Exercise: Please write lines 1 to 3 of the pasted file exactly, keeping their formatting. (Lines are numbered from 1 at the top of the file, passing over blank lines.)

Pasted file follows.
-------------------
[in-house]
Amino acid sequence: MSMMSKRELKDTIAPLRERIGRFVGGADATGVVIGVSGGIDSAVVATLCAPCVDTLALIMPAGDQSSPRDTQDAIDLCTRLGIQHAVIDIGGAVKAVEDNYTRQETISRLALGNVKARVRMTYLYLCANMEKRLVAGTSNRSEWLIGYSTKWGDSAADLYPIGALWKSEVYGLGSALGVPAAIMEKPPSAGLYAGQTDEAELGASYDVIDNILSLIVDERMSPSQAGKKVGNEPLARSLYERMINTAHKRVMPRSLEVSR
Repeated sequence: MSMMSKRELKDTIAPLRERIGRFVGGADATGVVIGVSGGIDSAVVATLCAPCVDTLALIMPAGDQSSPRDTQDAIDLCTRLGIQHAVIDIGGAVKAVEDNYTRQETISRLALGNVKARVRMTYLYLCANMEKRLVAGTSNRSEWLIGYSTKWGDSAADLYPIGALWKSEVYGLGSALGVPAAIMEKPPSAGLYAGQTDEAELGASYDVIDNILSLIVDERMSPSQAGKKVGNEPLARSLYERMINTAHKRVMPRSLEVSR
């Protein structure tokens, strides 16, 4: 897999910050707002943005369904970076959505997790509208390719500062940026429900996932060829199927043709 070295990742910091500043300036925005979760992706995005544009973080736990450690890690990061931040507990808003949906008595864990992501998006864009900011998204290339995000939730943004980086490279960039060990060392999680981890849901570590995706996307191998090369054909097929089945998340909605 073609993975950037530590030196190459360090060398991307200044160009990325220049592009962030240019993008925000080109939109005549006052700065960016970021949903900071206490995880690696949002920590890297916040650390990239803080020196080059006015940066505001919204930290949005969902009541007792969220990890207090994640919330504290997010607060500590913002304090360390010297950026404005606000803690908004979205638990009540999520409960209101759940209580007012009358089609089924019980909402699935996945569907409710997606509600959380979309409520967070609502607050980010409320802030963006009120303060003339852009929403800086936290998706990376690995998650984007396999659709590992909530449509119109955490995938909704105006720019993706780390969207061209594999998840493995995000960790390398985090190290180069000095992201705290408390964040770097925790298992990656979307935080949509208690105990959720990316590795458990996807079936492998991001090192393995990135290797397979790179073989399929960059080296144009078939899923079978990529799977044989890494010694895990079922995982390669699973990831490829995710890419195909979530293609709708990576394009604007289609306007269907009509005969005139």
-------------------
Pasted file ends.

[in-house]
Amino acid sequence: MSMMSKRELKDTIAPLRERIGRFVGGADATGVVIGVSGGIDSAVVATLCAPCVDTLALIMPAGDQSSPRDTQDAIDLCTRLGIQHAVIDIGGAVKAVEDNYTRQETISRLALGNVKARVRMTYLYLCANMEKRLVAGTSNRSEWLIGYSTKWGDSAADLYPIGALWKSEVYGLGSALGVPAAIMEKPPSAGLYAGQTDEAELGASYDVIDNILSLIVDERMSPSQAGKKVGNEPLARSLYERMINTAHKRVMPRSLEVSR
Repeated sequence: MSMMSKRELKDTIAPLRERIGRFVGGADATGVVIGVSGGIDSAVVATLCAPCVDTLALIMPAGDQSSPRDTQDAIDLCTRLGIQHAVIDIGGAVKAVEDNYTRQETISRLALGNVKARVRMTYLYLCANMEKRLVAGTSNRSEWLIGYSTKWGDSAADLYPIGALWKSEVYGLGSALGVPAAIMEKPPSAGLYAGQTDEAELGASYDVIDNILSLIVDERMSPSQAGKKVGNEPLARSLYERMINTAHKRVMPRSLEVSR